Unplug

“Since being home, I have continued to journal every morning. I am also saying No to additional commitments, so I can make sure I have time for those priorities that matter most. I feel like my tank is full again.” – Michael Hyatt

My husband and I have normal cell phones; not iphones or Blackberries. There are no Androids in our possession. We have text ability, but no internet.

Writing is a second full-time job on top of my little less than 40-hours a week day job. I’m connected to the internet a lot. It’s a job requirement with writing, but I have deliberately kept internet off our phones for two reasons: 1) It’s unneccessary. 2) It’s expensive. My Kindle is dependent upon Wi-Fi. This leaves me able to focus on what’s important.

I can text statuses to Twitter and Facebook, but I cannot see the replies to respond. I am glad that I am hindered by this because it enables me to focus on real life without feeling the need to check my phone. It keeps my social networking in check. I don’t need to be connected 24/7.

When my husband watches baseball, I read on the couch and I may check Facebook on my Kindle, but I am working on making sure my writing doesn’t drain the time my husband and I enjoy together, even if it’s just reading and him watching baseball. I don’t want my memories made up of him and I in separate rooms talking to each other.

A picture on Facebook showed a typical family in this culture. They were sitting around a television and all of them had a gadget, either a laptop or a phone. Nobody was really communicating or engaging with each other. Sadly, I have seen this myself.

Communication is not just about the words you say, but the time you spend with each other. It’s the eye contact you make. Michael Hyatt also said, “Almost immediately, I saw my attention span increase. Gail and I spent every morning being quiet, reflecting, and journaling. We did a lot of reading. I didn’t feel the usual hurry-up and-finish pressure I experience in my normal life.”

In writing, there are self-imposed deadlines and neccessary deadlines. There are wordcounts to finish, blogging and social networking to do, and emails to answer. When not writing my novel, I am blogging or writing a short story or devotion. I am always working. But as my Mother-in-law said one day that I work hard, but also play hard.

The life my husband and I enjoy teem with memories of beautiful vistas, forest paths, roadtrips, and memories enjoyed with family. When I said to a friend, “I don’t schedule things on my husband’s work days because I make him a priority,” she had a strange look to her face. I wondered if this was an alien thought.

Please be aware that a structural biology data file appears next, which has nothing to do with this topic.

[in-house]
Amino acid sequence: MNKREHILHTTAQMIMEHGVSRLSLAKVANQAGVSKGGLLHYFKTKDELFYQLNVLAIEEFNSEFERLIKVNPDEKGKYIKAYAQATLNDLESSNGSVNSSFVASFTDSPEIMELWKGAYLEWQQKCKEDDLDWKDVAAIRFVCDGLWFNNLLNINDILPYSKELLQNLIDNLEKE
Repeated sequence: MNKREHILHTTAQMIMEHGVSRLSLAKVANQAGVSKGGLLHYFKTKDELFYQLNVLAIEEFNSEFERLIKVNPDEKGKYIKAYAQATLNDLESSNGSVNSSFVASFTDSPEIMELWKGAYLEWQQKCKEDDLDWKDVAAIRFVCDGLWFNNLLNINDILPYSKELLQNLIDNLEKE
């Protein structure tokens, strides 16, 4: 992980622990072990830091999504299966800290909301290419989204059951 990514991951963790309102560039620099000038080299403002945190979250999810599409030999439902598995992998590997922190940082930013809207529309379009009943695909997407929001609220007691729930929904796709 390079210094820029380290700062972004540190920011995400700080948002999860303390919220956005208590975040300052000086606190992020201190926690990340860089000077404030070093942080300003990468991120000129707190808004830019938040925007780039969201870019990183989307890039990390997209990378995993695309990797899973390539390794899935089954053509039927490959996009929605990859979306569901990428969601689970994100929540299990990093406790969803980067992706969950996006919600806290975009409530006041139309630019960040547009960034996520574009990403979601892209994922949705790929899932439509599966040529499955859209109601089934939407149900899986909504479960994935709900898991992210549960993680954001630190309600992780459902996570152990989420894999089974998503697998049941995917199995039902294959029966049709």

Meetings, passions, and other well-intentioned things can eat up the time you and your husband spend with each other. It can also create distance if you have a crazy work schedule. Marriage needs to be protected so the two people in it can grow old together, not a part.

Which is probably why I never do weekend retreats just for women (just day trips). I don’t have children that I need to get a break from and when I am away from him I miss him. He misses me. So it’s good to unplug; not just for marriages, but for friendships, too. People deserve your full attention.

Do you unplug?

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4 thoughts on “Unplug

  1. Wise words here, Nikole. Marriage and family is sacred and I don’t think we honor that, especially if we’re always ‘wired.’ I don’t do weekend women retreats either and I’ve often found that even women only Bible studies can easily turn into a bit of husband bashing if the leader doesn’t take charge and steer the conversations away from that. It makes me sad…

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    • I tend to speak up when that happens. Can’t stand husband bashing. I’ll be going to my first Women’s Bible Study myself in the afternoon. I know the leader. I know she won’t allow that. :o)

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